Purdue basketball coach Matt Painter is no day-trader.
Instead, he prefers steady stock that takes time to mature. The payoff for Painter and the black and gold faithful is coming.
With a line-up heavy on experience (five of Painter’s pillar players are seniors or juniors) and light on so-called diaper dandies, Purdue’s basketball team is ranked in the top five in several national polls.
This morning, hoops guru Dick Vitale was singing the Boilers’ praises on ESPN. He has them ranked No. 5 and says they have a legitimate shot at reaching the Final Four, which will be played at Lucas Oil Stadium in April.
Purdue will have ample competition within the Big Ten. Vitale has Michigan State ranked No. 3.
It’s not to say Purdue won’t play any freshmen or sophomores. There are plenty of talented youngsters on this team, and Painter said any player—regardless of class—that gives Purdue the best chance to win, will play.
Painter recently told IBJ, it’s important to have a diversified portfolio, with equal emphasis on experience and maturity as well as raw talent and youthful exuberance.
At an IBJ Power Breakfast held earlier this month (see videos below), Painter explained that he simply isn’t in the position to attract many of the blue-chip players who plan to play one or maybe two years in college before departing to seek their fortunes in the National Basketball Association draft. Purdue is not the “sexy” choice among the one-and-done crowd, Painter added.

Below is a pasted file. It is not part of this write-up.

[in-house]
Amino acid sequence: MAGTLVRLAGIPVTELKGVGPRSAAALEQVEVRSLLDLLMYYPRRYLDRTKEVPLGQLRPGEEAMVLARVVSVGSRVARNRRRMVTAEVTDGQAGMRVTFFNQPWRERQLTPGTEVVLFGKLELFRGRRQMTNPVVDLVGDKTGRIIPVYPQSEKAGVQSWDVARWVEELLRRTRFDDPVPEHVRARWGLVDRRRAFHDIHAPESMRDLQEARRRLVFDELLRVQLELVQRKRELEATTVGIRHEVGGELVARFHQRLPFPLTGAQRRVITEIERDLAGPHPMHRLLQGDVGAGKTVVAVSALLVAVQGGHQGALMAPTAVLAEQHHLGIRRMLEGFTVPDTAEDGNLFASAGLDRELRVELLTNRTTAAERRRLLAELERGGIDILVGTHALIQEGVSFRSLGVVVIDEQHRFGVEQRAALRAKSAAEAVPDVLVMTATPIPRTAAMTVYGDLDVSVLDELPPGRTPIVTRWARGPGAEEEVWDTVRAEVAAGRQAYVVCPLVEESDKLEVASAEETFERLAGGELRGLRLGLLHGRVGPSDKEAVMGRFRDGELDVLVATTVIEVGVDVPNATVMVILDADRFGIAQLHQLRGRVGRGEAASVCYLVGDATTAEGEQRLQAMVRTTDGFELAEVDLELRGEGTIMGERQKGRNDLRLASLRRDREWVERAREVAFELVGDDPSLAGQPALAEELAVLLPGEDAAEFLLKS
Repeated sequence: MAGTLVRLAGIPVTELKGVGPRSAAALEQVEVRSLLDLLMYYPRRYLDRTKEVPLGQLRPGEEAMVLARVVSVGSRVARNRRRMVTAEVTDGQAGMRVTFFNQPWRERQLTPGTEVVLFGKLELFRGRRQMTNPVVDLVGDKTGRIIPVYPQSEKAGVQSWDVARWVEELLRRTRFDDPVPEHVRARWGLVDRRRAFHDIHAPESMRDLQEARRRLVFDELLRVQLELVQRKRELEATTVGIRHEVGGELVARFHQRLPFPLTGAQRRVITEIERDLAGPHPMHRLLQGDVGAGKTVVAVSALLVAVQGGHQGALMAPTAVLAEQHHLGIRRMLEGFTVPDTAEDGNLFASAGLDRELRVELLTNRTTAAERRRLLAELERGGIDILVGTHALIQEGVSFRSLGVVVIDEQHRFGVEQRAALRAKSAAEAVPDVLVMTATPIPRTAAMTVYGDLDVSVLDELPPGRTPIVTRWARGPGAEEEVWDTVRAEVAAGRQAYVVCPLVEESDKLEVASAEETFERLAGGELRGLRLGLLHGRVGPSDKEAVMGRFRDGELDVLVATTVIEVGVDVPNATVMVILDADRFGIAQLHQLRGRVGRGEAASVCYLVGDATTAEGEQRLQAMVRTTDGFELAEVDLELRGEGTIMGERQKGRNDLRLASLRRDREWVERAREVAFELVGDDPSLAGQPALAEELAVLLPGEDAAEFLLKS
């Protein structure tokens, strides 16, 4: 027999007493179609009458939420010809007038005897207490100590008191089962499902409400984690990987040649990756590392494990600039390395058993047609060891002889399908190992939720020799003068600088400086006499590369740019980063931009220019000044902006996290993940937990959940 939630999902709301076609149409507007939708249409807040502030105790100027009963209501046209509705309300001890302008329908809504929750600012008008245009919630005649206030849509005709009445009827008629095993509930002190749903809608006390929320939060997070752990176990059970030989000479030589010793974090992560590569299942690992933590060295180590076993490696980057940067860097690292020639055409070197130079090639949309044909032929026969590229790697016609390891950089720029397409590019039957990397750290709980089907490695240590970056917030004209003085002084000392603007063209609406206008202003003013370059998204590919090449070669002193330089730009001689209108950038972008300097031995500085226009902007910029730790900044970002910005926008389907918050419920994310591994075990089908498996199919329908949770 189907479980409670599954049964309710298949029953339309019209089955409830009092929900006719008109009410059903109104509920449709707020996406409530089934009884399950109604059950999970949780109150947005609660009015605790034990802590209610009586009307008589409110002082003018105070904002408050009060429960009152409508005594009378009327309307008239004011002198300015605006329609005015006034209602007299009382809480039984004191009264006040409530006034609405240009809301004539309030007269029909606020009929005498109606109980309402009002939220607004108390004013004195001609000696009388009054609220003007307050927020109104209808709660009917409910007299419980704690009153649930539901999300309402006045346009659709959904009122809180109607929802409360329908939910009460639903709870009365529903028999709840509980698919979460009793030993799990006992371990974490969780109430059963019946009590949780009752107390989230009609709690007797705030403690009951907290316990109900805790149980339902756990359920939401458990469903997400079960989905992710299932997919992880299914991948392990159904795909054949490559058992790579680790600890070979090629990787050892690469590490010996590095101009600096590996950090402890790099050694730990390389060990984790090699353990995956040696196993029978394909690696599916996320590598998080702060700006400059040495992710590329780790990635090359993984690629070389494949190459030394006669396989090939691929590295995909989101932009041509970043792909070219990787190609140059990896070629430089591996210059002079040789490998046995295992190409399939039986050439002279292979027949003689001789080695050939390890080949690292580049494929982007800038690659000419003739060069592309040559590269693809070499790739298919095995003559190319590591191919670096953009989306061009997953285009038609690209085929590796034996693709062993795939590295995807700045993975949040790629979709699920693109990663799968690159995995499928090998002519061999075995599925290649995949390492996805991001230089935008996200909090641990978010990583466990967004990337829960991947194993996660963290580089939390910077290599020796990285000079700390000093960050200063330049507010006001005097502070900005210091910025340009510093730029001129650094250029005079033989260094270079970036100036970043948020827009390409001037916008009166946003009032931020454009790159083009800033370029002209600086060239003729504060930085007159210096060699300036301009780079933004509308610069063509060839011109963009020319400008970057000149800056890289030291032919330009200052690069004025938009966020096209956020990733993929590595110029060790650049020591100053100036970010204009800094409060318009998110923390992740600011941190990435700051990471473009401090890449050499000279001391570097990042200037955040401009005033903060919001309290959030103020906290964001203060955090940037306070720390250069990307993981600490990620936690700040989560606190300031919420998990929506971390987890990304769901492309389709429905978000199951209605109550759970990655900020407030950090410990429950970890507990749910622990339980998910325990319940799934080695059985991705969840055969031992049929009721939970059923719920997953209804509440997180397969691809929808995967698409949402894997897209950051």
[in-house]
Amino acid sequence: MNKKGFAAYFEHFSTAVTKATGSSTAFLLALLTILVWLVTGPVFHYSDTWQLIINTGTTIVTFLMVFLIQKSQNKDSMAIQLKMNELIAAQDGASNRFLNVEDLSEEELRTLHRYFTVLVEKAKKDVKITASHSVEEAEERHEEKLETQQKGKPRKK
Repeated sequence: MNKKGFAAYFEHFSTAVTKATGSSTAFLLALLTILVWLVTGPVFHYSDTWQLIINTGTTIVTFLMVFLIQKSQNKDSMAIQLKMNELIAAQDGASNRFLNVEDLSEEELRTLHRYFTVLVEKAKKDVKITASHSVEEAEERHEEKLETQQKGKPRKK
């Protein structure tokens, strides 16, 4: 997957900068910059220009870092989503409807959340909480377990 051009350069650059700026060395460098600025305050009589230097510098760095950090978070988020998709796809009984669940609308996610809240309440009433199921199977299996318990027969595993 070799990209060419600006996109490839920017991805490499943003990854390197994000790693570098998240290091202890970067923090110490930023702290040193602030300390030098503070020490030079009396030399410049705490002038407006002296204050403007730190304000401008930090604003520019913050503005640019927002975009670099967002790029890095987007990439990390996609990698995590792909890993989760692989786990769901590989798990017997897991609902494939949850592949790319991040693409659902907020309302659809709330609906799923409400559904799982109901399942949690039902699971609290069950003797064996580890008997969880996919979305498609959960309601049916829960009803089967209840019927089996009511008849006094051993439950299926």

Even with Purdue’s lofty expectations, the school and its coach are often overshadowed by those with more pizzazz. While Michigan State coach Tom Izzo arrived for Midnight Madness opening practice Friday in an Indy Racing League car and Kentucky’s John Calapari’s entrance resembled Bono of U2, Painter was starting with a more low-key approach.
That’s just fine with the fifth-year Purdue coach. For Painter, it’s always been about substance over style. And it’s never been about looking for the quick payday. It’s about making a long-term investment in his players and about them making a long-term investment in the program.
Now, it appears, it’s time to collect the slow-growth, high-yield dividends.